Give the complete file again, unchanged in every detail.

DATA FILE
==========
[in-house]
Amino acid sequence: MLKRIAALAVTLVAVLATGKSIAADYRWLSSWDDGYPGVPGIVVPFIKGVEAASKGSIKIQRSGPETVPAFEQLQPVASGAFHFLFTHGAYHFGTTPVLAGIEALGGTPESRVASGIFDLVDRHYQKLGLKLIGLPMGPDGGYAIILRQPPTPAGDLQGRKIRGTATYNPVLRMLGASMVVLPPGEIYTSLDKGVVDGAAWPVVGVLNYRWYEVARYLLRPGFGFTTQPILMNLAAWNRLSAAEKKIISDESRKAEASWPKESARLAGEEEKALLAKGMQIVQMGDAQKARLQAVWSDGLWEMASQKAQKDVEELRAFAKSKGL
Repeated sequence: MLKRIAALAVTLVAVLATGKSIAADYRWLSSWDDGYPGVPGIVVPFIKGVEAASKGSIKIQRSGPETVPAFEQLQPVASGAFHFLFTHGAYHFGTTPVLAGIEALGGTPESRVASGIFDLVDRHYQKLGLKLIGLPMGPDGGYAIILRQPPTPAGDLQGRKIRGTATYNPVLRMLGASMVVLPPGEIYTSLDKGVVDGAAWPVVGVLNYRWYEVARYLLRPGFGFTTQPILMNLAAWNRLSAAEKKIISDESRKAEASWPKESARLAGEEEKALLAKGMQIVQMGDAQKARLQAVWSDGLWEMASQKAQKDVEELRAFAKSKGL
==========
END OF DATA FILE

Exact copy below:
[in-house]
Amino acid sequence: MLKRIAALAVTLVAVLATGKSIAADYRWLSSWDDGYPGVPGIVVPFIKGVEAASKGSIKIQRSGPETVPAFEQLQPVASGAFHFLFTHGAYHFGTTPVLAGIEALGGTPESRVASGIFDLVDRHYQKLGLKLIGLPMGPDGGYAIILRQPPTPAGDLQGRKIRGTATYNPVLRMLGASMVVLPPGEIYTSLDKGVVDGAAWPVVGVLNYRWYEVARYLLRPGFGFTTQPILMNLAAWNRLSAAEKKIISDESRKAEASWPKESARLAGEEEKALLAKGMQIVQMGDAQKARLQAVWSDGLWEMASQKAQKDVEELRAFAKSKGL
Repeated sequence: MLKRIAALAVTLVAVLATGKSIAADYRWLSSWDDGYPGVPGIVVPFIKGVEAASKGSIKIQRSGPETVPAFEQLQPVASGAFHFLFTHGAYHFGTTPVLAGIEALGGTPESRVASGIFDLVDRHYQKLGLKLIGLPMGPDGGYAIILRQPPTPAGDLQGRKIRGTATYNPVLRMLGASMVVLPPGEIYTSLDKGVVDGAAWPVVGVLNYRWYEVARYLLRPGFGFTTQPILMNLAAWNRLSAAEKKIISDESRKAEASWPKESARLAGEEEKALLAKGMQIVQMGDAQKARLQAVWSDGLWEMASQKAQKDVEELRAFAKSKGL